Byline: Thomas B. Pfankuch, Times-Union staff writer
TALLAHASSEE -- Even the people who clean toilets for a living are important to Rep. Stan Jordan.
Jordan, a Republican from Jacksonville, has learned through a long career in politics that the way to be successful is to forge positive relationships with as many people as possible, including those who are paid to sweep floors and clean bathrooms.
And that philosophy has carried over to the Legislature, where Jordan is serving his first session after 16 years as an outspoken member of the Duval County School Board.
"I always like to establish special relationships with the folks who do low-profile jobs because they'll go to the wall for you then," Jordan, 63, said last week.
To that end, Jordan made his first official legislative duty Thursday the writing of a letter to the House sergeant at arms thanking him and his staff for responding to lawmakers' requests. Oh, and also for keeping the Capitol bathrooms so clean.
But Jordan also knows how to make contacts with people in more powerful positions. Jordan took a few minutes Thursday to meet with Rep. Johnnie Byrd, R-Plant City, the House Rules chairman who has the power to determine which lawmakers get their bills heard on the House floor.
Jordan innocently and humbly queried Byrd about why lawmakers don't get a staff analysis of every bill that comes before a committee for a vote.
Byrd politely told Jordan that compared to the seven-member Duval County School Board, things are much different in the 160-member Legislature and that Jordan must just accept it.
Jordan's visit, however, could pay dividends in the long run. It revealed how Jordan's willingness to speak up to leaders and ask even an innocuous question may serve him well in the Legislature.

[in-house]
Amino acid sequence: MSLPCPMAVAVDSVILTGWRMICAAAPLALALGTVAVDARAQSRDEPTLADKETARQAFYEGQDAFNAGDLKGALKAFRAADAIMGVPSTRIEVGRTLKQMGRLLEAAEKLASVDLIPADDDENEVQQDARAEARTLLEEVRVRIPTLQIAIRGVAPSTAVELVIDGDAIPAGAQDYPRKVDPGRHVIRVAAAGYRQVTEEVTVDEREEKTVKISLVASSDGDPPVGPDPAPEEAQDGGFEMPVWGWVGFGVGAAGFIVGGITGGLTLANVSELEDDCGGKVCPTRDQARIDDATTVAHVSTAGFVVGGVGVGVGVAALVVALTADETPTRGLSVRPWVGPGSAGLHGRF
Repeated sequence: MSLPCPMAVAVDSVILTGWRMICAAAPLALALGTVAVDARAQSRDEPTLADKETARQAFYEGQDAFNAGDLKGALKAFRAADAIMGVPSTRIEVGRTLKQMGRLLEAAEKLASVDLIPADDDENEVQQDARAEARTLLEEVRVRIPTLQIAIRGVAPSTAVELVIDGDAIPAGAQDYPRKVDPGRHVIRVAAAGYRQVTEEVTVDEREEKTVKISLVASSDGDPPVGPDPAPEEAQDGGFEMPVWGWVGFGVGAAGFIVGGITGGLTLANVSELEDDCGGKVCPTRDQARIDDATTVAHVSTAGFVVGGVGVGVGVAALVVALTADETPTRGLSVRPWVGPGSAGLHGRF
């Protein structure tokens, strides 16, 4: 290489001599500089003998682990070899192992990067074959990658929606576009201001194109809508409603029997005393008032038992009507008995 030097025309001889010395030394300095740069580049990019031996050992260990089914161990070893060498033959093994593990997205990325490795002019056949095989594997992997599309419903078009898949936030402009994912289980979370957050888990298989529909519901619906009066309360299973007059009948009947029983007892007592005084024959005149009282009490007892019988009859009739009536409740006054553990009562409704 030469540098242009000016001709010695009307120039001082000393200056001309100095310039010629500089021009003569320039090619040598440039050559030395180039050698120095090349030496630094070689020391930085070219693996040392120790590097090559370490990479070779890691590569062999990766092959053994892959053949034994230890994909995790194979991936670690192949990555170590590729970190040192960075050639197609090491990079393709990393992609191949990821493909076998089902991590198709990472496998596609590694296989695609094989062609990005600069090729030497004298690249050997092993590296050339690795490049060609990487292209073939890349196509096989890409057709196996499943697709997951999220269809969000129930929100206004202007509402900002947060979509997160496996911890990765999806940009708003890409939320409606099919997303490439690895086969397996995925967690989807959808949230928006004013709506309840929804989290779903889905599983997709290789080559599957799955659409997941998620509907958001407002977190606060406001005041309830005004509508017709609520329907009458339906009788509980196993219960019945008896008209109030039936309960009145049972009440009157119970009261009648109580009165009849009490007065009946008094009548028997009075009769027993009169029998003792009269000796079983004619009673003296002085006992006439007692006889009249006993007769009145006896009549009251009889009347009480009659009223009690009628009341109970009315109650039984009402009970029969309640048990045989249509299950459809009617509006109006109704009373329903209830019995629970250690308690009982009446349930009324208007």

"I'm glad you're here," Byrd said as the two ended their brief visit. "We need people here that don't mind speaking up and taking the sugar coating and the bark off the process. In a short time, you're going to be a leader over here."
RIGHT OR RIGHTEOUS?
Making connections, making friends, arguing issues from a position of fact and fortitude: Jordan believes these are his strengths. And some of his colleagues will attest to that.
"Stan gets to the bottom of things, he does what's right, and I wish all officials had the integrity and knowledge he does," said Billy Parker, a 20-year School Board member who is one of Jordan's best friends.
But despite his congenial nature and frequent use of humor, some people who know Jordan say he can be bullheaded.
"He can be very domineering and very intimidating; his manner and delivery tend to intimidate people," said James Rinaman, a Jacksonville lawyer who has known Jordan 20 years through the School Board and National Guard. Rinaman once described Jordan as "a board-certified egomaniac."
Jordan called Rinaman's remark an "insecure attack" that isn't true. But in an odd moment Thursday, Jordan showed signs of demanding more than just casual respect from others.
While walking to a meeting, Jordan stood in a Capitol stairwell and blocked the path of a lobbyist who was talking on a cell phone. In mock worship, the lobbyist interrupted his call a moment and bowed his head to Jordan as would a servant to a king.
Even Parker, who often sided with Jordan on major issues facing the School Board, said Jordan's strong-willed nature can occasionally become overbearing.
"He's a strong-minded man, and if you want to call it overzealous, fine," Parker said, "but 99 percent of the time he's right."
Rinaman said Jordan's nature sometimes falls flat and shows that Jordan is more into playing politics than being sincere.
"He can be just as sweet and kind and gentle as he would like when he wants to be," Rinaman said. "He certainly would make you think he's sincere the way he delivers things. …